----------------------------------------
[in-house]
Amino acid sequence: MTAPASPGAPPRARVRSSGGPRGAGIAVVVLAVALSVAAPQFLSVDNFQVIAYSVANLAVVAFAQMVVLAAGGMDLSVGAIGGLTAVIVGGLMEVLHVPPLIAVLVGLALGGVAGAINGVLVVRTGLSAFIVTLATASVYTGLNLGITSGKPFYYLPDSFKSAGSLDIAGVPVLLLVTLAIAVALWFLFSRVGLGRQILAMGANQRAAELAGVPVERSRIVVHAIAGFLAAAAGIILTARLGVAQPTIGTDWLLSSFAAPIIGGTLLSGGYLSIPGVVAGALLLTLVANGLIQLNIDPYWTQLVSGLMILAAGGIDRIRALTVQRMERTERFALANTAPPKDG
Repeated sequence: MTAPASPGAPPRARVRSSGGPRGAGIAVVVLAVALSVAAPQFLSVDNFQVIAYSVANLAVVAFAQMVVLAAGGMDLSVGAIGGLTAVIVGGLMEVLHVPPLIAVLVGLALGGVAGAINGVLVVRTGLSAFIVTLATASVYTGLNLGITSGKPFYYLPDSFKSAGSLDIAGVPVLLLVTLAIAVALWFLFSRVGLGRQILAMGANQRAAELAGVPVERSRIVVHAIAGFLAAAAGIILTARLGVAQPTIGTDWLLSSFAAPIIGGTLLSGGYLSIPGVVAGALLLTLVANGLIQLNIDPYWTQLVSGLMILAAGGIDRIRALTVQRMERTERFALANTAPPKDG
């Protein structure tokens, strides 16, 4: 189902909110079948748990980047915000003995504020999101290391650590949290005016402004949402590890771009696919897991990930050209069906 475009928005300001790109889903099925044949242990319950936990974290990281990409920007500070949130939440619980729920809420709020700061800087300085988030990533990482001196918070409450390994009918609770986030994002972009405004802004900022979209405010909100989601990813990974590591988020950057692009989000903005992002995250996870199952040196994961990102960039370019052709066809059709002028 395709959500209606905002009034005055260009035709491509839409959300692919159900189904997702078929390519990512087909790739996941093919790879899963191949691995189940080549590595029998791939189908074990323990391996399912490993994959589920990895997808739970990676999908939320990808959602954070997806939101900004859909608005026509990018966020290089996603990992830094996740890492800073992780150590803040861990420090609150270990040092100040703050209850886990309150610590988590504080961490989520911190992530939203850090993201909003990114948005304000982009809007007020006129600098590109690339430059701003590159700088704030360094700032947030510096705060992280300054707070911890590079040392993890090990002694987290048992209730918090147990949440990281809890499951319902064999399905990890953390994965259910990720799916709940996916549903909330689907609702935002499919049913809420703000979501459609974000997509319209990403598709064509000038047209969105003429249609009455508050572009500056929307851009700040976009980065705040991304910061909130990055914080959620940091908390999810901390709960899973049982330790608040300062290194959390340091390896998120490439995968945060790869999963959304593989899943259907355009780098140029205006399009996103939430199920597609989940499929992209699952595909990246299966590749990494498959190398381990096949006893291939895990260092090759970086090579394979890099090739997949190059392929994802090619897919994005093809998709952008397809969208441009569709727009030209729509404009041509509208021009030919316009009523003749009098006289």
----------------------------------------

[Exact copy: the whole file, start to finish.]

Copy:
[in-house]
Amino acid sequence: MTAPASPGAPPRARVRSSGGPRGAGIAVVVLAVALSVAAPQFLSVDNFQVIAYSVANLAVVAFAQMVVLAAGGMDLSVGAIGGLTAVIVGGLMEVLHVPPLIAVLVGLALGGVAGAINGVLVVRTGLSAFIVTLATASVYTGLNLGITSGKPFYYLPDSFKSAGSLDIAGVPVLLLVTLAIAVALWFLFSRVGLGRQILAMGANQRAAELAGVPVERSRIVVHAIAGFLAAAAGIILTARLGVAQPTIGTDWLLSSFAAPIIGGTLLSGGYLSIPGVVAGALLLTLVANGLIQLNIDPYWTQLVSGLMILAAGGIDRIRALTVQRMERTERFALANTAPPKDG
Repeated sequence: MTAPASPGAPPRARVRSSGGPRGAGIAVVVLAVALSVAAPQFLSVDNFQVIAYSVANLAVVAFAQMVVLAAGGMDLSVGAIGGLTAVIVGGLMEVLHVPPLIAVLVGLALGGVAGAINGVLVVRTGLSAFIVTLATASVYTGLNLGITSGKPFYYLPDSFKSAGSLDIAGVPVLLLVTLAIAVALWFLFSRVGLGRQILAMGANQRAAELAGVPVERSRIVVHAIAGFLAAAAGIILTARLGVAQPTIGTDWLLSSFAAPIIGGTLLSGGYLSIPGVVAGALLLTLVANGLIQLNIDPYWTQLVSGLMILAAGGIDRIRALTVQRMERTERFALANTAPPKDG
């Protein structure tokens, strides 16, 4: 189902909110079948748990980047915000003995504020999101290391650590949290005016402004949402590890771009696919897991990930050209069906 475009928005300001790109889903099925044949242990319950936990974290990281990409920007500070949130939440619980729920809420709020700061800087300085988030990533990482001196918070409450390994009918609770986030994002972009405004802004900022979209405010909100989601990813990974590591988020950057692009989000903005992002995250996870199952040196994961990102960039370019052709066809059709002028 395709959500209606905002009034005055260009035709491509839409959300692919159900189904997702078929390519990512087909790739996941093919790879899963191949691995189940080549590595029998791939189908074990323990391996399912490993994959589920990895997808739970990676999908939320990808959602954070997806939101900004859909608005026509990018966020290089996603990992830094996740890492800073992780150590803040861990420090609150270990040092100040703050209850886990309150610590988590504080961490989520911190992530939203850090993201909003990114948005304000982009809007007020006129600098590109690339430059701003590159700088704030360094700032947030510096705060992280300054707070911890590079040392993890090990002694987290048992209730918090147990949440990281809890499951319902064999399905990890953390994965259910990720799916709940996916549903909330689907609702935002499919049913809420703000979501459609974000997509319209990403598709064509000038047209969105003429249609009455508050572009500056929307851009700040976009980065705040991304910061909130990055914080959620940091908390999810901390709960899973049982330790608040300062290194959390340091390896998120490439995968945060790869999963959304593989899943259907355009780098140029205006399009996103939430199920597609989940499929992209699952595909990246299966590749990494498959190398381990096949006893291939895990260092090759970086090579394979890099090739997949190059392929994802090619897919994005093809998709952008397809969208441009569709727009030209729509404009041509509208021009030919316009009523003749009098006289």